Leonard Quart: Urban tough guy turned fear-monger


NEW YORK >> What happened to Rudy Giuliani?

I remember him as a New York mayor who by his second term had become increasingly vindictive, ruthless, and graceless, a dour authoritarian personality, without a touch of subtlety. A mayor, who in the name of constructing a more "civilized" New York, launched campaigns against street peddlers and artists, cab drivers, jaywalkers, bicycle riders and sex shops. The campaigns were characteristic of his aggressively tactless, though in some cases justified, approach to social disorder.

Giuliani served two terms in office from 1994 to 2001, and no matter how alienating he was, those years saw him achieve some successes as mayor. One may ask if Giuliani's law and order policies were the prime reason that most New Yorkers were now living in a much safer city. However, the fact was that he was the person in power when the city became more civil and controlled, and when it exuded a greater sense of well-being than it had done for at least two decades.

He also deserves some credit for the city's economic turnaround during his tenure, by cutting unemployment by half, taxes by 17 per cent, and attracting many more tourists to a more secure, cleaner and inviting city.

Contempt for liberties

At the same time, Giuliani's prime commitment to establishing order meant it always took precedence over the right to dissent and to civil liberties, which one felt he had implicit contempt for. There were 12 lawsuits against the Giuliani administration that concerned free-speech issues, and the plaintiffs won all the cases, He even extended his draconian rule by banning his political opponents from holding news conferences on City Hall's steps.

Giuliani's efforts at crime and social control also involved alienating large numbers of New Yorkers through overbearing police tactics in minority neighborhoods--that included constant searches of black and Hispanic youth; and ruthless, random displays of police force, such as the reckless gunning down of an innocent young man, Amadou Diallo, and the barbaric beating of a Haitian immigrant, Abner Louima.

Giuliani's main theme and obsession was dealing with crime. But he also appealed to his white working class and lower middle class base by cutting off federal food stamps from the poor whenever possible, slashing funding for homeless shelters and housing construction, and framing new welfare requirements that made it so difficult for many of the city's poor to find work that they dropped off the welfare rolls.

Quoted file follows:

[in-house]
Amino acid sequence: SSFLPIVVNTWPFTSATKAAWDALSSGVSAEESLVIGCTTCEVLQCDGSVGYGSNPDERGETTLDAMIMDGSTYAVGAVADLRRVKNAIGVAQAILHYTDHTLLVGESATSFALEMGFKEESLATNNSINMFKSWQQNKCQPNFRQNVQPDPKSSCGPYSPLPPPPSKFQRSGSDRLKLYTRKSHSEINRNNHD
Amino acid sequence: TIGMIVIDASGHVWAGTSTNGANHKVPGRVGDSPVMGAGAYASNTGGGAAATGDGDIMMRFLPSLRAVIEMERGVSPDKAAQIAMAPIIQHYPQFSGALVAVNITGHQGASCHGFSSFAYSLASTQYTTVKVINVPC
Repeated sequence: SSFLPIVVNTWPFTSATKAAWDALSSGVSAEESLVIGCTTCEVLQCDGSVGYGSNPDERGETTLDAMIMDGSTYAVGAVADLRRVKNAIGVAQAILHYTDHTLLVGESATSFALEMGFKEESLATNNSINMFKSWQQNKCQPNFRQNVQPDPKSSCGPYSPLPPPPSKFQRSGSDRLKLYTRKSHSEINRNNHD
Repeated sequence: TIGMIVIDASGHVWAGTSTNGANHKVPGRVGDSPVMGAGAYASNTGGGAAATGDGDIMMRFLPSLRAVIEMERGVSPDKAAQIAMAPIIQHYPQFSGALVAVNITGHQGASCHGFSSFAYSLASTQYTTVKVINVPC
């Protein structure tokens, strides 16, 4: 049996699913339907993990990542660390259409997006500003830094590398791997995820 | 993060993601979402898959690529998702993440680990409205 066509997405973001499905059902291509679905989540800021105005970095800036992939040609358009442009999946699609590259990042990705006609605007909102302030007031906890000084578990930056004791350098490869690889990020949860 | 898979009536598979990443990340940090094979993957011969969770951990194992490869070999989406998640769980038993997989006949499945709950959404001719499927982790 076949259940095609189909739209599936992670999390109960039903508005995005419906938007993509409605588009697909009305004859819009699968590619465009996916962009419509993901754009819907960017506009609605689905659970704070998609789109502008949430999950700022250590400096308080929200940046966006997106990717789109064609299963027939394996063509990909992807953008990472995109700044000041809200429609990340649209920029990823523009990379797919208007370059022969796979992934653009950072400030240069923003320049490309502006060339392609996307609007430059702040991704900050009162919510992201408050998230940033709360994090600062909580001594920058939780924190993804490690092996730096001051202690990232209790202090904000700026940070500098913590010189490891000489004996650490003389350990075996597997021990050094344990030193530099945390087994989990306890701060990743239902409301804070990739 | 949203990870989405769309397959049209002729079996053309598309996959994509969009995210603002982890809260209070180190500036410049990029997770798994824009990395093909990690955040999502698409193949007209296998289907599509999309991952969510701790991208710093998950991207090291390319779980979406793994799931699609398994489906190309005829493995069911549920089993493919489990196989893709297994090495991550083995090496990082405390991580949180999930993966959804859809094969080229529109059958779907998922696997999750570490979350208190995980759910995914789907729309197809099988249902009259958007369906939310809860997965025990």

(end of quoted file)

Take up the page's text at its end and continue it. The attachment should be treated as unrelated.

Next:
On other issues like education, the long-awaited completion of the Second Avenue subway line, and utilizing the city's waterfront for recreation and new neighborhoods, Giuliani did close to nothing. When it came to dealing with state legislature he supported their abolition of the city commuter tax, and remained passive while the legislature severely limited the city's rent control statutes.

Giuliani was mayor without a transcendent vision, conservative or liberal, of what the city could become. He understood that New Yorkers at a minimum wanted to live lives that seemed manageable and see that services were efficiently delivered, and he succeeded.

When it came to 9/11, Giuliani was able to calmly and skillfully rally the city through the most apocalyptic tragedy in its history. He may have whitewashed his own mistakes in dealing with the tragedy, but he built his future career as an expert on national security on his firmness and strength during that calamitous time.

After that he started giving speeches on global terrorism (not his area of expertise), and made a failed run for president in 2008, ending up with only one delegate after spending $50 million. Some Republicans spoke of his being too liberal on social issues like gun control, gay and abortion rights, and immigration reform. Giuliani, however, saw where his political opportunities lay, and abruptly turned his politics to the right.

That brings us to his bellowing, arm flailing, and hyperbolic performance at the 2016 Republican Convention. His high decibel talk centered on how to keep America safe, with his mayoralty in New York being the model: "What I did for New York, Donald Trump will do for America." Giuliani's police could at times be brutal, but his police chief William Bratton successfully tracked crime with daily computer statistics and used other sophisticated strategies, none that have applicability in fighting international terrorism.

Giuliani also delivered a partisan homage to that decent "good man" Donald Trump, and playing the panic card foreshadowed what Trump would say on the convention's last night: "The vast majority of Americans today do not feel safe. They fear for their children."

Tough talk, half-truths

He then got on to the red meat of the speech — a tough-talking attack on the weakness of Obama, on Hillary Clinton's supposedly nefarious role in Benghazi, on the need to undo the Iran deal, and on a commitment to unconditional victory over ISIS ("You know who you are, and we're coming to get you"), a meaningless rhetorical flourish that the Republican delegates wildly applauded.

Giuliani's speech consisted of one half-truth and distortion of fact following another, invoking "secure borders" and the threat of Syrian immigrants (so far we have accepted only 1,285 new refugees out of the 10,000 we have agreed to take in). It was a pedestrian and repetitive speech that Giuliani tried to make more significant with his feverish tone and forceful gesticulation.

That night, Giuliani had turned himself into a right wing version of 1930s Jimmy Cagney — an urban tough guy who instead of snarling at cops, makes liberals the subject of his venom.

Leonard Quart can be reached at cinwrit@aol.com


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